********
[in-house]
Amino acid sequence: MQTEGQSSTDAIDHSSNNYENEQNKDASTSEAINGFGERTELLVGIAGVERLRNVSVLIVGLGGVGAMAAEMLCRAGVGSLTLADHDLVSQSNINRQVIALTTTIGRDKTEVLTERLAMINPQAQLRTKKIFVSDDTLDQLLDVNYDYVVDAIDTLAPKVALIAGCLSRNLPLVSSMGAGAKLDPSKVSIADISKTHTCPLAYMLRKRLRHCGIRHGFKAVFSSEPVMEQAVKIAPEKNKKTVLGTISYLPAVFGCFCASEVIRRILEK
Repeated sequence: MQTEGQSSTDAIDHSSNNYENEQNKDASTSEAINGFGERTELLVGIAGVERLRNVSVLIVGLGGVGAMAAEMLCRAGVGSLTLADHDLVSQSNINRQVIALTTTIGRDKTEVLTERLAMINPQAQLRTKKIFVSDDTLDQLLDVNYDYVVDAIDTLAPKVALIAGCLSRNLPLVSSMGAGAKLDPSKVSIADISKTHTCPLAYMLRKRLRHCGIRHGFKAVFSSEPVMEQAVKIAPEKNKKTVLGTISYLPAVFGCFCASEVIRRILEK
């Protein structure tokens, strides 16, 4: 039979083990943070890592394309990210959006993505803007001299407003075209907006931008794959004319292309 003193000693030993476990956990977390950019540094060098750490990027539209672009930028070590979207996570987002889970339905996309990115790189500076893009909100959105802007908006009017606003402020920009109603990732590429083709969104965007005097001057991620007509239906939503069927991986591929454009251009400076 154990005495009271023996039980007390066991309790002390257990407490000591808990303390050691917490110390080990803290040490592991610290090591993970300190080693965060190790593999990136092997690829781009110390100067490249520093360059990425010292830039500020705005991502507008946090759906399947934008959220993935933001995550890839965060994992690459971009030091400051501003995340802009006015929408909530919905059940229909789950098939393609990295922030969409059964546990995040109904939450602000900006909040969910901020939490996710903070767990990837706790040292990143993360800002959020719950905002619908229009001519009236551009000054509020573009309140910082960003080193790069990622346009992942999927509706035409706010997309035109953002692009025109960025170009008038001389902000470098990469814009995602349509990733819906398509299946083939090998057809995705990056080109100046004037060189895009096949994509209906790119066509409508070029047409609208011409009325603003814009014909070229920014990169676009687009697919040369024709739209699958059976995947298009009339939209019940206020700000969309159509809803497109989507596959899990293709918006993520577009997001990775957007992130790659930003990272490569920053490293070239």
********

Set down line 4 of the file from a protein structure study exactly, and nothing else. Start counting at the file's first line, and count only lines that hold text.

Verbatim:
């Protein structure tokens, strides 16, 4: 039979083990943070890592394309990210959006993505803007001299407003075209907006931008794959004319292309 003193000693030993476990956990977390950019540094060098750490990027539209672009930028070590979207996570987002889970339905996309990115790189500076893009909100959105802007908006009017606003402020920009109603990732590429083709969104965007005097001057991620007509239906939503069927991986591929454009251009400076 154990005495009271023996039980007390066991309790002390257990407490000591808990303390050691917490110390080990803290040490592991610290090591993970300190080693965060190790593999990136092997690829781009110390100067490249520093360059990425010292830039500020705005991502507008946090759906399947934008959220993935933001995550890839965060994992690459971009030091400051501003995340802009006015929408909530919905059940229909789950098939393609990295922030969409059964546990995040109904939450602000900006909040969910901020939490996710903070767990990837706790040292990143993360800002959020719950905002619908229009001519009236551009000054509020573009309140910082960003080193790069990622346009992942999927509706035409706010997309035109953002692009025109960025170009008038001389902000470098990469814009995602349509990733819906398509299946083939090998057809995705990056080109100046004037060189895009096949994509209906790119066509409508070029047409609208011409009325603003814009014909070229920014990169676009687009697919040369024709739209699958059976995947298009009339939209019940206020700000969309159509809803497109989507596959899990293709918006993520577009997001990775957007992130790659930003990272490569920053490293070239």